Graciele Viccini

Agronomy, Microbiology, Mycology

11.31

Publications

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    ABSTRACT: In solid-state fermentation systems, the growth of aerial hyphae into the interparticle spaces increases the pressure drop through forcefully aerated beds. Aerial hyphae can also bind particles into agglomerates. restricting the transfer of O(2) to the particle surfaces. Despite these important effects, to date relatively little effort has been made to understand the growth patterns of these hyphae. In the current work we present a discrete lattice-based model that can be used to simulate the growth of the aerial hyphae of filamentous fungi. In the model, the elongation of hyphae involves the successive addition of 10 mu m cubes, with random numbers being used to choose the direction of growth. The model was able to describe profiles available in the literature for the density of the aerial hyphae, as a function of height above the surface, for a situation in which the filamentous fungus Rhizopus oligosporus was grown on potato dextrose agar. The model can be modified to describe various different situations involving the growth of filamentous fungi in solid-state fermentation systems, such as the growth of penetrative hyphae and the growth of hyphae within the wet mycelial layer that often forms at the surfaces of particles. It therefore represents a useful tool for investigating phenomena that occur at the micro-scale in solid-state fermentation systems. (C) 2011 Elsevier B.V. All rights reserved.
    Biochemical Engineering Journal 05/2011; 54(3-3):164-171. DOI:10.1016/j.bej.2011.02.012 · 2.37 Impact Factor
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    ABSTRACT: ChemInform is a weekly Abstracting Service, delivering concise information at a glance that was extracted from about 100 leading journals. To access a ChemInform Abstract of an article which was published elsewhere, please select a “Full Text” option. The original article is trackable via the “References” option.
    ChemInform 06/2010; 33(25). DOI:10.1002/chin.200225269
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    ABSTRACT: We describe the purification and chemical characterization of galactomannans that appear both in the biomass and the culture broth during surface-liquid culture of the fungus Clonostachys rosea, a common facultative saprophyte that has potential to be used as a biological control agent against several plant pathogenic fungi, insects and nematodes. The galactomannans from both sources had comparable ratios of Man, Gal and Glc and the similarity were confirmed by (1)H, (13)C NMR, HMQC, and COSY spectra. We propose that the galactomannan in the culture broth originates from autolysis of the biomass, based not only on the similarity that it has with the galactomannan extracted from the biomass but also on the fact that its concentration increased rapidly after glucose depletion from the medium, when biomass concentration was falling. Polysaccharides from C. rosea have not previously been characterized; we show that the characteristics of the galactomannans are consistent with those that have been reported for other members of the Bionectriaceae, the family to which C. rosea belongs.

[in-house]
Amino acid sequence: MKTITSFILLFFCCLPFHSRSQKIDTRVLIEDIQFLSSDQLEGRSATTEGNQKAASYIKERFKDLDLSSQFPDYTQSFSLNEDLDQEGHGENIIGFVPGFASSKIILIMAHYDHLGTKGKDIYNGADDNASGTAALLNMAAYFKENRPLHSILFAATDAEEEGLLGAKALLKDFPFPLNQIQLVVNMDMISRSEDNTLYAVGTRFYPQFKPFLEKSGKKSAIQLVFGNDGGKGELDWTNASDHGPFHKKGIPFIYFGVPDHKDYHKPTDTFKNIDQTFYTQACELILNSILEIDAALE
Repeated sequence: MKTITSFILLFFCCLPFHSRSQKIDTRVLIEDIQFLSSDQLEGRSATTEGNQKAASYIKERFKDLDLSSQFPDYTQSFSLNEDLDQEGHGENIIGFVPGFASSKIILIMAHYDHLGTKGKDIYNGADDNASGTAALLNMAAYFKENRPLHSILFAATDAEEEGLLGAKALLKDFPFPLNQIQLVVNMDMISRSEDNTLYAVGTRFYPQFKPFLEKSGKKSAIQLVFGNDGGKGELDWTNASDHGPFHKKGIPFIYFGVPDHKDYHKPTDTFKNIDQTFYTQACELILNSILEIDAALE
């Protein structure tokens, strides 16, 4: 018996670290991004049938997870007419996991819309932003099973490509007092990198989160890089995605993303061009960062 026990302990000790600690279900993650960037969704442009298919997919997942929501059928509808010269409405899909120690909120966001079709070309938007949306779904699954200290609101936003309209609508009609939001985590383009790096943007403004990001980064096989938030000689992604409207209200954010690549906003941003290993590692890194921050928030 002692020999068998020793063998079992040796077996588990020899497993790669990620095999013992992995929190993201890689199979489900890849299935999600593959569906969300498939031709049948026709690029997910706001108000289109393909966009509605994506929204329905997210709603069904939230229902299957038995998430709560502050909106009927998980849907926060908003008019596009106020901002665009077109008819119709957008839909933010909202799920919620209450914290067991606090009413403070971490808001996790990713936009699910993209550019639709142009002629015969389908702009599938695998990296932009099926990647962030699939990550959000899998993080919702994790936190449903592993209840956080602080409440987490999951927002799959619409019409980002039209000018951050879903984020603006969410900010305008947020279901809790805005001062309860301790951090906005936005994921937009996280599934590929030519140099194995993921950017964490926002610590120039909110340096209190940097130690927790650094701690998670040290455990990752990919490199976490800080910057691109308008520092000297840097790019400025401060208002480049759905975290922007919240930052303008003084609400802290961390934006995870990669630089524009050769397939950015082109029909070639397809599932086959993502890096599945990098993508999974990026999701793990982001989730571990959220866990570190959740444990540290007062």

Archives of Microbiology 03/2009; 191(4):369-78. DOI:10.1007/s00203-009-0464-0 · 1.86 Impact Factor
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    ABSTRACT: Gray mold caused by Botrytis cinerea is an important disease of strawberry. Clonostachys rosea is a mycoparasite of B. cinerea that reduces fruit losses when used as a biocontrol agent. Since spore production by C. rosea has not been optimized, we investigated factors affecting sporulation under aseptic conditions on white rice grains. The greatest spore production in glass flasks, 3.4 × 109 spores/g-dry-matter (gDM), occurred with an initial moisture content of 46% (w/w wet basis), inoculated with 1 × 106 spores/gDM and hand shaken every 15 days. However, a lower inoculum density (9 × 103 spores/gDM) and no shaking also gave acceptable sporulation. In plastic bags 1.1 × 108 spores/gDM were produced in 15 days, suggesting that larger scale production may be feasible: with this spore content, 24 m2 of incubator space would produce sufficient spores for the continued treatment of 1 ha of strawberry plants.
    PROCESS BIOCHEMISTRY 02/2007; DOI:10.1016/j.procbio.2006.07.006 · 2.52 Impact Factor